Anne Rice, Chuck Palahniuk, and HP Lovecraft have colored everything I’ve written. Their protagonists are hardly heroes, their stories pitting painfully regular human beings against overwhelming forces. Characters in the Lovecraft universe in particular have such awful chances of surviving their encounters, most of them dying horribly or going mad by the end of their tale. In Palahniuk’s case involvement of the supernatural is rarer, but the humanity of his monsters only makes his stories that much more riveting.
Despite the grimmer material of my favorite authors, reading within their shadows gave me a stronger yearning for glimmers of light. I rallied for their heroes to succeed, or at least to survive. They rarely ever did, but I stayed on for the journey anyway, because I could hope. One of humanity’s most striking qualities, after all, is that it struggles to prevail even in its darkest hours.
At the end of the day, we as authors live to entertain, but even as readers brave the rank wastes of a dystopian story or the chilling apathy of eldritch creatures and centuries-old vampires, they soldier on in expectation of an answer to one question: Will the hero succeed? It’s all well and good to throw characters into horrible situations, but at the end of it all, hope should prevail. It must.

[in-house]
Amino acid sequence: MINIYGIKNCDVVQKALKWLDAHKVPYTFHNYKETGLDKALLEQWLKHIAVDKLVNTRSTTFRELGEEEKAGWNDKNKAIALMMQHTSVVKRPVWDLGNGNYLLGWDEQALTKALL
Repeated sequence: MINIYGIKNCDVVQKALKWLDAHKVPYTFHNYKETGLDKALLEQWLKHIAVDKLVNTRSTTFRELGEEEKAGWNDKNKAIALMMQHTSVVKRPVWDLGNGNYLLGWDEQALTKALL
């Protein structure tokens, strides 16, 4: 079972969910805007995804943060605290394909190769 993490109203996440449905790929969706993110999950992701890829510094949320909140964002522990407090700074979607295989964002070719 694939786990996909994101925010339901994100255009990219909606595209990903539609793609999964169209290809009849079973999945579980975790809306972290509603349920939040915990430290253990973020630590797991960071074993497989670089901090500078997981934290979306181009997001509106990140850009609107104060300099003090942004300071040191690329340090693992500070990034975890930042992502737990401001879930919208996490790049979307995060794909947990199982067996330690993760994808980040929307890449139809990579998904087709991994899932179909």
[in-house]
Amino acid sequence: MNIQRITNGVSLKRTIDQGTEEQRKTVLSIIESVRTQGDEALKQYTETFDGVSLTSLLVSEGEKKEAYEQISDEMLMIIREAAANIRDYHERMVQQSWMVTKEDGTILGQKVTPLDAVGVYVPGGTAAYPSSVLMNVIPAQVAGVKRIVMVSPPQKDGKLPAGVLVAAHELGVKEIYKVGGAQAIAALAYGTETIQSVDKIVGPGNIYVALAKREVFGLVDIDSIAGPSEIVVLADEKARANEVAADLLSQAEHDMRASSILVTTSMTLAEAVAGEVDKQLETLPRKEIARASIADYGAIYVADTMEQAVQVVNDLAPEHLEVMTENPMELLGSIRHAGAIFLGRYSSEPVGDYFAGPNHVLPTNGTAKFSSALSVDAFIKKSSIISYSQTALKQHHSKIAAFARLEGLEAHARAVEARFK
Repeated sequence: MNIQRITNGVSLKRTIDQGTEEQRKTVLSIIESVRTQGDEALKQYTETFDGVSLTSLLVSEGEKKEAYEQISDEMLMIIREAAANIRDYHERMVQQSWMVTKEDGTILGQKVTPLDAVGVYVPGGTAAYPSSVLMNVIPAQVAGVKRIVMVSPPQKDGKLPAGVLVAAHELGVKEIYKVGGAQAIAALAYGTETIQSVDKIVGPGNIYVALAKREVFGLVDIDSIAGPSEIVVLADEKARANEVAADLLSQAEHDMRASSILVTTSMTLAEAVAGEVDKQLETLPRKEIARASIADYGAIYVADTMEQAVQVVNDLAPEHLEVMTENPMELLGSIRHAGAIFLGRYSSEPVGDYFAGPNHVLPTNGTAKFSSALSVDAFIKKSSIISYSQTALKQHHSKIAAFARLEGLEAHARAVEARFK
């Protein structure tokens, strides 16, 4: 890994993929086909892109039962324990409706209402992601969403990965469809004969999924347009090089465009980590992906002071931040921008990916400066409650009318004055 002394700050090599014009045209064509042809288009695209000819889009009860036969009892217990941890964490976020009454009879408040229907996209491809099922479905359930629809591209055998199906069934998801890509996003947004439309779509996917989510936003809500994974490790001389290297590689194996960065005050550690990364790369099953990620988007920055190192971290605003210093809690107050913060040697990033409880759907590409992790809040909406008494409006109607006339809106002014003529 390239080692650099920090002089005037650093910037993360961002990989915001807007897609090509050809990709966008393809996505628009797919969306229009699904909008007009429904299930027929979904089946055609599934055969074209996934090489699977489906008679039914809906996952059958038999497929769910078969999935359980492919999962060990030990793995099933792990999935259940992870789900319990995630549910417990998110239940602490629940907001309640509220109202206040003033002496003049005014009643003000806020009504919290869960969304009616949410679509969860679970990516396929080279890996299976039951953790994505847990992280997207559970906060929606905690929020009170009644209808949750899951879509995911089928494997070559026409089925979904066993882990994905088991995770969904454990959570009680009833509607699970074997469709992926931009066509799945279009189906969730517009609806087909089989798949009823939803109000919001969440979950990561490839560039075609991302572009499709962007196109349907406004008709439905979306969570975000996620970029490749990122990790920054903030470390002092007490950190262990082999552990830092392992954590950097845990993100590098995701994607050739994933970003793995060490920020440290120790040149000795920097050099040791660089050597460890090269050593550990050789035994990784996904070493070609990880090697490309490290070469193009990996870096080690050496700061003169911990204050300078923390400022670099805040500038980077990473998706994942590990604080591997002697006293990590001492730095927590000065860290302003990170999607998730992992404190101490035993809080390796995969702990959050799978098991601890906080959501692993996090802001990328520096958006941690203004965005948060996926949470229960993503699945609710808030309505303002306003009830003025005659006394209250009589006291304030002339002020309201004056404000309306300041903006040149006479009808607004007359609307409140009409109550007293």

I find writing horror therapeutic. It’s a way for me to turn away from the news and pretend that there’s hope left for our race of two-legged cockroaches, that there can be goodness lurking in the dark, that we can be like lilies growing out of the muck. Shiny, optimistic words for a horror writer to throw around, perhaps, but it’s a great part of why we turn to fiction, or why horror as a genre holds the appeal that it does. We want the Final Girl to escape the masked killer. We want the underdog to win. We want to know that humanity survives.